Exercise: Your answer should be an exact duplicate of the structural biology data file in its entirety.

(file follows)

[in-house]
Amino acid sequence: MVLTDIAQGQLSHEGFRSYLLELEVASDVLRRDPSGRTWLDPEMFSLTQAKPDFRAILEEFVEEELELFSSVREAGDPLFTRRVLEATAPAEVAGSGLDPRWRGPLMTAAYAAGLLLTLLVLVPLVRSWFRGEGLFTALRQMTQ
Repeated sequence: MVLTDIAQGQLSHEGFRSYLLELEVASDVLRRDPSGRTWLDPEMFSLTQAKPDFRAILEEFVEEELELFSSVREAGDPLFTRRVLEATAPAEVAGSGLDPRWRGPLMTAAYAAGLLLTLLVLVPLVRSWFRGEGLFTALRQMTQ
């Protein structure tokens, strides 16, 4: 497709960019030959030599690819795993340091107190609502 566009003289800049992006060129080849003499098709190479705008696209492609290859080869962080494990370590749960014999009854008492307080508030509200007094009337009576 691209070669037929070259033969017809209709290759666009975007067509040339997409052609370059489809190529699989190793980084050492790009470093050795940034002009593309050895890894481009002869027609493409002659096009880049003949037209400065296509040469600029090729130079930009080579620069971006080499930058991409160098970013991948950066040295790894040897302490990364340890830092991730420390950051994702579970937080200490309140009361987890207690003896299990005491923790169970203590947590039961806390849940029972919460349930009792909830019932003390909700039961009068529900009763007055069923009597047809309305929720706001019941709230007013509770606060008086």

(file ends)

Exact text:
[in-house]
Amino acid sequence: MVLTDIAQGQLSHEGFRSYLLELEVASDVLRRDPSGRTWLDPEMFSLTQAKPDFRAILEEFVEEELELFSSVREAGDPLFTRRVLEATAPAEVAGSGLDPRWRGPLMTAAYAAGLLLTLLVLVPLVRSWFRGEGLFTALRQMTQ
Repeated sequence: MVLTDIAQGQLSHEGFRSYLLELEVASDVLRRDPSGRTWLDPEMFSLTQAKPDFRAILEEFVEEELELFSSVREAGDPLFTRRVLEATAPAEVAGSGLDPRWRGPLMTAAYAAGLLLTLLVLVPLVRSWFRGEGLFTALRQMTQ
């Protein structure tokens, strides 16, 4: 497709960019030959030599690819795993340091107190609502 566009003289800049992006060129080849003499098709190479705008696209492609290859080869962080494990370590749960014999009854008492307080508030509200007094009337009576 691209070669037929070259033969017809209709290759666009975007067509040339997409052609370059489809190529699989190793980084050492790009470093050795940034002009593309050895890894481009002869027609493409002659096009880049003949037209400065296509040469600029090729130079930009080579620069971006080499930058991409160098970013991948950066040295790894040897302490990364340890830092991730420390950051994702579970937080200490309140009361987890207690003896299990005491923790169970203590947590039961806390849940029972919460349930009792909830019932003390909700039961009068529900009763007055069923009597047809309305929720706001019941709230007013509770606060008086």